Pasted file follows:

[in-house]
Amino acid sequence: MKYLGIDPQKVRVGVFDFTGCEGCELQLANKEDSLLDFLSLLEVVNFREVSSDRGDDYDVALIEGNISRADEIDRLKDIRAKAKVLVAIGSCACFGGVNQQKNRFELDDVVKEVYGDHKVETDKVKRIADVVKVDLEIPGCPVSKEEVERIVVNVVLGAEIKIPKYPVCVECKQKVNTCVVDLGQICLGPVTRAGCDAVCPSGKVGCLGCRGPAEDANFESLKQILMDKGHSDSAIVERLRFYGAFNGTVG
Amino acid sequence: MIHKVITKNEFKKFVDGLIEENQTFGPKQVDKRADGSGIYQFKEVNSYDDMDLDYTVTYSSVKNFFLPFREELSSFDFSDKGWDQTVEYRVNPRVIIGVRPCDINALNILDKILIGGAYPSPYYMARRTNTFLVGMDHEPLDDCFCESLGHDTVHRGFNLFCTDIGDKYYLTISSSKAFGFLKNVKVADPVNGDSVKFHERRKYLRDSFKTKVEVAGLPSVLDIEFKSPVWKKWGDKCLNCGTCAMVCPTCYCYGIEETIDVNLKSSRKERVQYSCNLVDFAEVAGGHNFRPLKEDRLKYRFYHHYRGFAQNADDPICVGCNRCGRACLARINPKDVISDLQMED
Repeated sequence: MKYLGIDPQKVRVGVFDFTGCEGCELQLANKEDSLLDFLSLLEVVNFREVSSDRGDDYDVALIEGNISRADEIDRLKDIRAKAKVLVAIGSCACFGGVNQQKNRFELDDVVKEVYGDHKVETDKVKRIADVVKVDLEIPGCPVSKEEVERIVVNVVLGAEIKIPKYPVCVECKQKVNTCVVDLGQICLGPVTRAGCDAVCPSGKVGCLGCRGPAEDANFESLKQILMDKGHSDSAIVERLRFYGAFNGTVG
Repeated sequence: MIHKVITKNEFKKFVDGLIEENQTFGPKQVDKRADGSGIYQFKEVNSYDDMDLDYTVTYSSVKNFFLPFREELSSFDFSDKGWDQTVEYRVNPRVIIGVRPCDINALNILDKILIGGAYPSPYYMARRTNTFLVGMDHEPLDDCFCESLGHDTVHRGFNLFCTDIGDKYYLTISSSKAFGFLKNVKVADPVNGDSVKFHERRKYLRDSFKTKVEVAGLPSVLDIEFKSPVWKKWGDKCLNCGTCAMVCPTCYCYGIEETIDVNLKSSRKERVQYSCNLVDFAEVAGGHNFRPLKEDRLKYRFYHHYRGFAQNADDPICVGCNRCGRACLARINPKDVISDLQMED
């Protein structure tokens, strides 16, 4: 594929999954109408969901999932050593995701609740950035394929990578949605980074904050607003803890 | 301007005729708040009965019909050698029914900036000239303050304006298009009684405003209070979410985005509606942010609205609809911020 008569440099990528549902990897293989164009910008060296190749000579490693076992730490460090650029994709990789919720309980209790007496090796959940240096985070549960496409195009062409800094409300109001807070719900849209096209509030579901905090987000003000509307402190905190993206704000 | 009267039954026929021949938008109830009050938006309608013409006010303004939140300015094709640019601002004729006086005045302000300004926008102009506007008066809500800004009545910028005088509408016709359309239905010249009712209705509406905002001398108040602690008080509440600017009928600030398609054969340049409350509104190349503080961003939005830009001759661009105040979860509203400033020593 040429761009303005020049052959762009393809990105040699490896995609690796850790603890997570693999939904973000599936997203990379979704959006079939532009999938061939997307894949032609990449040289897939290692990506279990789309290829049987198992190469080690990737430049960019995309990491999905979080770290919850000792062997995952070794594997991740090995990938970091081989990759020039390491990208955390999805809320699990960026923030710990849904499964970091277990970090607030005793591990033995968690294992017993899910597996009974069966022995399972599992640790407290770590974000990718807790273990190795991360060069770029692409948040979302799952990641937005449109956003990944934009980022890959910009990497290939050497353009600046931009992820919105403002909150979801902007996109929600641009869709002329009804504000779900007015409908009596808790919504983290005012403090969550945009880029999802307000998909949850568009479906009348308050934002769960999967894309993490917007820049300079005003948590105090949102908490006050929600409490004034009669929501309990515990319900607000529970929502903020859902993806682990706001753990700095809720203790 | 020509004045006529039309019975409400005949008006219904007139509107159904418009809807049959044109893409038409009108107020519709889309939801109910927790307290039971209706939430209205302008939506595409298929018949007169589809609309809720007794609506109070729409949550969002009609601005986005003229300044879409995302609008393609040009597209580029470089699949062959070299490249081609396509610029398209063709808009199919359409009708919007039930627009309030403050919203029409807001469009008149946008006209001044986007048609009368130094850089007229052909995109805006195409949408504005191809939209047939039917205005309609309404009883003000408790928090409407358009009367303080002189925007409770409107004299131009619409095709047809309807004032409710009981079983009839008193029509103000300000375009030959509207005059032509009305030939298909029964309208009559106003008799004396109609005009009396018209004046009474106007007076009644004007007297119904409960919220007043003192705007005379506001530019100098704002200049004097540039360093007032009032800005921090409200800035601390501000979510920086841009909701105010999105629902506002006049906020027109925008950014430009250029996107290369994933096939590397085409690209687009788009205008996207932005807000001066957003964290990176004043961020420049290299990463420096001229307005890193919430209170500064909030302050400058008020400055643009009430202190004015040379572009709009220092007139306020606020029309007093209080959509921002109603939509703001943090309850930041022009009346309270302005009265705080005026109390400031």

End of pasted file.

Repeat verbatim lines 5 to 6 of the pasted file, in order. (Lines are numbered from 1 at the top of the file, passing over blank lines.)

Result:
Repeated sequence: MIHKVITKNEFKKFVDGLIEENQTFGPKQVDKRADGSGIYQFKEVNSYDDMDLDYTVTYSSVKNFFLPFREELSSFDFSDKGWDQTVEYRVNPRVIIGVRPCDINALNILDKILIGGAYPSPYYMARRTNTFLVGMDHEPLDDCFCESLGHDTVHRGFNLFCTDIGDKYYLTISSSKAFGFLKNVKVADPVNGDSVKFHERRKYLRDSFKTKVEVAGLPSVLDIEFKSPVWKKWGDKCLNCGTCAMVCPTCYCYGIEETIDVNLKSSRKERVQYSCNLVDFAEVAGGHNFRPLKEDRLKYRFYHHYRGFAQNADDPICVGCNRCGRACLARINPKDVISDLQMED
């Protein structure tokens, strides 16, 4: 594929999954109408969901999932050593995701609740950035394929990578949605980074904050607003803890 | 301007005729708040009965019909050698029914900036000239303050304006298009009684405003209070979410985005509606942010609205609809911020 008569440099990528549902990897293989164009910008060296190749000579490693076992730490460090650029994709990789919720309980209790007496090796959940240096985070549960496409195009062409800094409300109001807070719900849209096209509030579901905090987000003000509307402190905190993206704000 | 009267039954026929021949938008109830009050938006309608013409006010303004939140300015094709640019601002004729006086005045302000300004926008102009506007008066809500800004009545910028005088509408016709359309239905010249009712209705509406905002001398108040602690008080509440600017009928600030398609054969340049409350509104190349503080961003939005830009001759661009105040979860509203400033020593 040429761009303005020049052959762009393809990105040699490896995609690796850790603890997570693999939904973000599936997203990379979704959006079939532009999938061939997307894949032609990449040289897939290692990506279990789309290829049987198992190469080690990737430049960019995309990491999905979080770290919850000792062997995952070794594997991740090995990938970091081989990759020039390491990208955390999805809320699990960026923030710990849904499964970091277990970090607030005793591990033995968690294992017993899910597996009974069966022995399972599992640790407290770590974000990718807790273990190795991360060069770029692409948040979302799952990641937005449109956003990944934009980022890959910009990497290939050497353009600046931009992820919105403002909150979801902007996109929600641009869709002329009804504000779900007015409908009596808790919504983290005012403090969550945009880029999802307000998909949850568009479906009348308050934002769960999967894309993490917007820049300079005003948590105090949102908490006050929600409490004034009669929501309990515990319900607000529970929502903020859902993806682990706001753990700095809720203790 | 020509004045006529039309019975409400005949008006219904007139509107159904418009809807049959044109893409038409009108107020519709889309939801109910927790307290039971209706939430209205302008939506595409298929018949007169589809609309809720007794609506109070729409949550969002009609601005986005003229300044879409995302609008393609040009597209580029470089699949062959070299490249081609396509610029398209063709808009199919359409009708919007039930627009309030403050919203029409807001469009008149946008006209001044986007048609009368130094850089007229052909995109805006195409949408504005191809939209047939039917205005309609309404009883003000408790928090409407358009009367303080002189925007409770409107004299131009619409095709047809309807004032409710009981079983009839008193029509103000300000375009030959509207005059032509009305030939298909029964309208009559106003008799004396109609005009009396018209004046009474106007007076009644004007007297119904409960919220007043003192705007005379506001530019100098704002200049004097540039360093007032009032800005921090409200800035601390501000979510920086841009909701105010999105629902506002006049906020027109925008950014430009250029996107290369994933096939590397085409690209687009788009205008996207932005807000001066957003964290990176004043961020420049290299990463420096001229307005890193919430209170500064909030302050400058008020400055643009009430202190004015040379572009709009220092007139306020606020029309007093209080959509921002109603939509703001943090309850930041022009009346309270302005009265705080005026109390400031």